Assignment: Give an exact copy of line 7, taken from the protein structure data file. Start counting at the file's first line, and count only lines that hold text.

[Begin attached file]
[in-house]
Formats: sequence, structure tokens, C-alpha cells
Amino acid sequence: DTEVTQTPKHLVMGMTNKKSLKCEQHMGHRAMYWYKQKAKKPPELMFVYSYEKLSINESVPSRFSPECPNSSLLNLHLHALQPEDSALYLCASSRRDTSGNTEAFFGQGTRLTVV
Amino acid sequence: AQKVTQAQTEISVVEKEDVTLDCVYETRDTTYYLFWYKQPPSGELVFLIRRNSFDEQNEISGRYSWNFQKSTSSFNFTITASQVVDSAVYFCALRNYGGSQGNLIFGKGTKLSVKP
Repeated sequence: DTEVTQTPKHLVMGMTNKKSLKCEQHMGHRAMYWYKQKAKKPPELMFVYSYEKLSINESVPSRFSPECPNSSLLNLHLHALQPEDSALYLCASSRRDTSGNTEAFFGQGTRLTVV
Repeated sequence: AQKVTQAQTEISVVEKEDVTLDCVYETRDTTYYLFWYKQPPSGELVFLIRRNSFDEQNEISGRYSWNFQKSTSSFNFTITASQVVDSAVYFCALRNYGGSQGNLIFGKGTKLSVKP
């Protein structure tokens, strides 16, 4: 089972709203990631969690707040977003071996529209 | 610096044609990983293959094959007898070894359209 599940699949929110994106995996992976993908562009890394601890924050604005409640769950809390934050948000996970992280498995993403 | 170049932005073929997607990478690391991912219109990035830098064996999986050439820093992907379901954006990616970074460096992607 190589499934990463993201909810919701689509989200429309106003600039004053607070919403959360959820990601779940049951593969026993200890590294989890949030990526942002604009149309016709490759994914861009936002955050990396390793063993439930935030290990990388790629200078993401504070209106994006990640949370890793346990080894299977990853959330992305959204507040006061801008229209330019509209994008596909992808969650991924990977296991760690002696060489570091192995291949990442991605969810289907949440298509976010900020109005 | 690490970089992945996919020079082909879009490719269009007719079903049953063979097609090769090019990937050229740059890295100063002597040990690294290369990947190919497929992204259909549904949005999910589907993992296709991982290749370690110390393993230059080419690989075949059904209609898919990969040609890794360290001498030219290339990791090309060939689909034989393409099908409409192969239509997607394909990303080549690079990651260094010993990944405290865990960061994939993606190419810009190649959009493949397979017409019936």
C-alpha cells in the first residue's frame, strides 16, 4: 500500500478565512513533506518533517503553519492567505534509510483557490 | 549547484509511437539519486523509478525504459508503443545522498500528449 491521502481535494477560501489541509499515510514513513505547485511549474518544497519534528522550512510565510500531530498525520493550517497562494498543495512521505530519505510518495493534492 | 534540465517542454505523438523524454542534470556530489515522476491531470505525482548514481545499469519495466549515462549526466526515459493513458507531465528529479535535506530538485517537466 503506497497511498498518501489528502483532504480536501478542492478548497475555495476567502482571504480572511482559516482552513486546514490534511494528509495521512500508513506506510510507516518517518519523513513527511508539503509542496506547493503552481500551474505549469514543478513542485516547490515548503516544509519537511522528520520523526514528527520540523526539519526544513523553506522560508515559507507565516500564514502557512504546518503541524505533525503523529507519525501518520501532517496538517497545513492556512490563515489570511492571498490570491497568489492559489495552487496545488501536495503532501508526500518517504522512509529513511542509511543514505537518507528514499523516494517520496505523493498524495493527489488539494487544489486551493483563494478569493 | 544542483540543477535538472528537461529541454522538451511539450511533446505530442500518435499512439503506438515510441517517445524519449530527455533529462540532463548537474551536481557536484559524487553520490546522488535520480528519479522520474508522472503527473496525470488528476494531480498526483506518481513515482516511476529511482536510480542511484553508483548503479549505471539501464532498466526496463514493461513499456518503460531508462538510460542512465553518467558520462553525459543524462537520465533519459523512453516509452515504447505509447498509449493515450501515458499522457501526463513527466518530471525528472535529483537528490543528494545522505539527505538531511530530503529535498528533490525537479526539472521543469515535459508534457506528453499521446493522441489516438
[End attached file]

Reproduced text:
């Protein structure tokens, strides 16, 4: 089972709203990631969690707040977003071996529209 | 610096044609990983293959094959007898070894359209 599940699949929110994106995996992976993908562009890394601890924050604005409640769950809390934050948000996970992280498995993403 | 170049932005073929997607990478690391991912219109990035830098064996999986050439820093992907379901954006990616970074460096992607 190589499934990463993201909810919701689509989200429309106003600039004053607070919403959360959820990601779940049951593969026993200890590294989890949030990526942002604009149309016709490759994914861009936002955050990396390793063993439930935030290990990388790629200078993401504070209106994006990640949370890793346990080894299977990853959330992305959204507040006061801008229209330019509209994008596909992808969650991924990977296991760690002696060489570091192995291949990442991605969810289907949440298509976010900020109005 | 690490970089992945996919020079082909879009490719269009007719079903049953063979097609090769090019990937050229740059890295100063002597040990690294290369990947190919497929992204259909549904949005999910589907993992296709991982290749370690110390393993230059080419690989075949059904209609898919990969040609890794360290001498030219290339990791090309060939689909034989393409099908409409192969239509997607394909990303080549690079990651260094010993990944405290865990960061994939993606190419810009190649959009493949397979017409019936």